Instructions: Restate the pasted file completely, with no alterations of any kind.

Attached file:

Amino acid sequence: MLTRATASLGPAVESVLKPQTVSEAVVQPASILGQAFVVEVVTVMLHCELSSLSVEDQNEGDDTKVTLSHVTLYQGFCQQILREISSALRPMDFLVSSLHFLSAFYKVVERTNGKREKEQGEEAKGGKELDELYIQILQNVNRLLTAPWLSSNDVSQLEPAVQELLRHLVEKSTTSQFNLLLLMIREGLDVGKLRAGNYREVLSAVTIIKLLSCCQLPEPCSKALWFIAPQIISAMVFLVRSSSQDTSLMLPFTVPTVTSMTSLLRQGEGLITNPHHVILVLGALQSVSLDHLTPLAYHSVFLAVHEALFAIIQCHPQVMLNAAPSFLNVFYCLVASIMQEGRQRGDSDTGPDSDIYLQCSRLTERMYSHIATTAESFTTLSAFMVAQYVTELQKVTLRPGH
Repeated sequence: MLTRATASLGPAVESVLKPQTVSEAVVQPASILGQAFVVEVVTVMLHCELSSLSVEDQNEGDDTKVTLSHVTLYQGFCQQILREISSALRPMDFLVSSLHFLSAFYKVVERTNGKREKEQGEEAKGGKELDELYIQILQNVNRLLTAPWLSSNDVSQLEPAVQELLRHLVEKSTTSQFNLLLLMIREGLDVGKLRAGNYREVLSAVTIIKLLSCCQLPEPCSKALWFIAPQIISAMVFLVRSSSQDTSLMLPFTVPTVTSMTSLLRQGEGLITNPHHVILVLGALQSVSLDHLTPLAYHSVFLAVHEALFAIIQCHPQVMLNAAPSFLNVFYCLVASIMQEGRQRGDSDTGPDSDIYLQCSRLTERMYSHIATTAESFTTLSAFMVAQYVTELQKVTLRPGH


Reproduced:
Amino acid sequence: MLTRATASLGPAVESVLKPQTVSEAVVQPASILGQAFVVEVVTVMLHCELSSLSVEDQNEGDDTKVTLSHVTLYQGFCQQILREISSALRPMDFLVSSLHFLSAFYKVVERTNGKREKEQGEEAKGGKELDELYIQILQNVNRLLTAPWLSSNDVSQLEPAVQELLRHLVEKSTTSQFNLLLLMIREGLDVGKLRAGNYREVLSAVTIIKLLSCCQLPEPCSKALWFIAPQIISAMVFLVRSSSQDTSLMLPFTVPTVTSMTSLLRQGEGLITNPHHVILVLGALQSVSLDHLTPLAYHSVFLAVHEALFAIIQCHPQVMLNAAPSFLNVFYCLVASIMQEGRQRGDSDTGPDSDIYLQCSRLTERMYSHIATTAESFTTLSAFMVAQYVTELQKVTLRPGH
Repeated sequence: MLTRATASLGPAVESVLKPQTVSEAVVQPASILGQAFVVEVVTVMLHCELSSLSVEDQNEGDDTKVTLSHVTLYQGFCQQILREISSALRPMDFLVSSLHFLSAFYKVVERTNGKREKEQGEEAKGGKELDELYIQILQNVNRLLTAPWLSSNDVSQLEPAVQELLRHLVEKSTTSQFNLLLLMIREGLDVGKLRAGNYREVLSAVTIIKLLSCCQLPEPCSKALWFIAPQIISAMVFLVRSSSQDTSLMLPFTVPTVTSMTSLLRQGEGLITNPHHVILVLGALQSVSLDHLTPLAYHSVFLAVHEALFAIIQCHPQVMLNAAPSFLNVFYCLVASIMQEGRQRGDSDTGPDSDIYLQCSRLTERMYSHIATTAESFTTLSAFMVAQYVTELQKVTLRPGH